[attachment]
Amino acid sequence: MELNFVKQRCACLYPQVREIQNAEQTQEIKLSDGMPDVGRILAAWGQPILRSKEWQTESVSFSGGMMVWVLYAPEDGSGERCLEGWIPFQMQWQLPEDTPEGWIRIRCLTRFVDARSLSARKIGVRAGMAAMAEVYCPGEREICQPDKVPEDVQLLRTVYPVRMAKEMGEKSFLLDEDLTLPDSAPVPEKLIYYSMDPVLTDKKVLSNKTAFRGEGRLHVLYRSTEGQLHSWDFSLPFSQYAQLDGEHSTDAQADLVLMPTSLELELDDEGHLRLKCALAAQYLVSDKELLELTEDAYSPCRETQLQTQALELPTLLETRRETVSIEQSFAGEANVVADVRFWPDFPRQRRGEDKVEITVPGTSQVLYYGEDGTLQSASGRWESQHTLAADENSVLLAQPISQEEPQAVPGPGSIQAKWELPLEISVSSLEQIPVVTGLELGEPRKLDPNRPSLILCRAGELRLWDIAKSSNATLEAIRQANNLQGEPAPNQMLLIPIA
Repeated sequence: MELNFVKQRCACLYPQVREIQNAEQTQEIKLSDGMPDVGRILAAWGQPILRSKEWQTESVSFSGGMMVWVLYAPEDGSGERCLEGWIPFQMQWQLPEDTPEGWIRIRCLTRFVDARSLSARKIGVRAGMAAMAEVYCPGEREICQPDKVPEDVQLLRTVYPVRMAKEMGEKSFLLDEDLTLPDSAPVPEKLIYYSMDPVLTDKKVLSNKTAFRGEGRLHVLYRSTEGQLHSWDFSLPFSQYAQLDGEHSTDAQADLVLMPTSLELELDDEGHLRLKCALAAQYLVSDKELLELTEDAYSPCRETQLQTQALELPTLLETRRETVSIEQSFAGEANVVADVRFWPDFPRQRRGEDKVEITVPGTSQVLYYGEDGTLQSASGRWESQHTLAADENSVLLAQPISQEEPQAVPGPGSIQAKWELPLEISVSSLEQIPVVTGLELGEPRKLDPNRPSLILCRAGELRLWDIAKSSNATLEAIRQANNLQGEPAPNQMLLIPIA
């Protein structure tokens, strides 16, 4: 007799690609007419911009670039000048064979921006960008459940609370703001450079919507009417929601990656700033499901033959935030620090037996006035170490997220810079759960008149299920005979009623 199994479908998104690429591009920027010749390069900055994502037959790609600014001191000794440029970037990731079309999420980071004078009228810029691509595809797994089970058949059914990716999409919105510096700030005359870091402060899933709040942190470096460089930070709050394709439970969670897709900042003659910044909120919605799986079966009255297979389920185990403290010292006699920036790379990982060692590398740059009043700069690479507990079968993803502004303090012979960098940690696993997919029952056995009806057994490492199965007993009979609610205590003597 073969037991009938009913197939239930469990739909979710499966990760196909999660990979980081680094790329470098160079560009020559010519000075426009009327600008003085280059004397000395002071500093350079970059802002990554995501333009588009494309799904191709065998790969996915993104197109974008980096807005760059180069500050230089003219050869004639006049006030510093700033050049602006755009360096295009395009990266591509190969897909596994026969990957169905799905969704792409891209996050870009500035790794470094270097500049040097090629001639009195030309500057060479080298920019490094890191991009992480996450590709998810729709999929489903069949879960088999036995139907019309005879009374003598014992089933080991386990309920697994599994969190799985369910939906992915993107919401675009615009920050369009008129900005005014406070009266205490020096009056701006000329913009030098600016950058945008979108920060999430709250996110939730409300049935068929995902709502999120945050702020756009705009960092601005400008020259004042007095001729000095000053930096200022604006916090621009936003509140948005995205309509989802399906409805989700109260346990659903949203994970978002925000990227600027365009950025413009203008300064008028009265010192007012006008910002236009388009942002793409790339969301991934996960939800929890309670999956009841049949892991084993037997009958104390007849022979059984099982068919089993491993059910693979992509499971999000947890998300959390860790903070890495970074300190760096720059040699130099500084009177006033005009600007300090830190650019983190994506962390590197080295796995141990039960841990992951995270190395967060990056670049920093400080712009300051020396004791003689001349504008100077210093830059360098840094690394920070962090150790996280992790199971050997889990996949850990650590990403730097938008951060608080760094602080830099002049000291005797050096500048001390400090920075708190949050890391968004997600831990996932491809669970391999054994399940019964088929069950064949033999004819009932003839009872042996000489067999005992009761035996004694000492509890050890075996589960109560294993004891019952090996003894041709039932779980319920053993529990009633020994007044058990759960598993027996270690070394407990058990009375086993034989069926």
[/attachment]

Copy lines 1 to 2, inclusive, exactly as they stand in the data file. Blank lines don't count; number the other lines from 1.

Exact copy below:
Amino acid sequence: MELNFVKQRCACLYPQVREIQNAEQTQEIKLSDGMPDVGRILAAWGQPILRSKEWQTESVSFSGGMMVWVLYAPEDGSGERCLEGWIPFQMQWQLPEDTPEGWIRIRCLTRFVDARSLSARKIGVRAGMAAMAEVYCPGEREICQPDKVPEDVQLLRTVYPVRMAKEMGEKSFLLDEDLTLPDSAPVPEKLIYYSMDPVLTDKKVLSNKTAFRGEGRLHVLYRSTEGQLHSWDFSLPFSQYAQLDGEHSTDAQADLVLMPTSLELELDDEGHLRLKCALAAQYLVSDKELLELTEDAYSPCRETQLQTQALELPTLLETRRETVSIEQSFAGEANVVADVRFWPDFPRQRRGEDKVEITVPGTSQVLYYGEDGTLQSASGRWESQHTLAADENSVLLAQPISQEEPQAVPGPGSIQAKWELPLEISVSSLEQIPVVTGLELGEPRKLDPNRPSLILCRAGELRLWDIAKSSNATLEAIRQANNLQGEPAPNQMLLIPIA
Repeated sequence: MELNFVKQRCACLYPQVREIQNAEQTQEIKLSDGMPDVGRILAAWGQPILRSKEWQTESVSFSGGMMVWVLYAPEDGSGERCLEGWIPFQMQWQLPEDTPEGWIRIRCLTRFVDARSLSARKIGVRAGMAAMAEVYCPGEREICQPDKVPEDVQLLRTVYPVRMAKEMGEKSFLLDEDLTLPDSAPVPEKLIYYSMDPVLTDKKVLSNKTAFRGEGRLHVLYRSTEGQLHSWDFSLPFSQYAQLDGEHSTDAQADLVLMPTSLELELDDEGHLRLKCALAAQYLVSDKELLELTEDAYSPCRETQLQTQALELPTLLETRRETVSIEQSFAGEANVVADVRFWPDFPRQRRGEDKVEITVPGTSQVLYYGEDGTLQSASGRWESQHTLAADENSVLLAQPISQEEPQAVPGPGSIQAKWELPLEISVSSLEQIPVVTGLELGEPRKLDPNRPSLILCRAGELRLWDIAKSSNATLEAIRQANNLQGEPAPNQMLLIPIA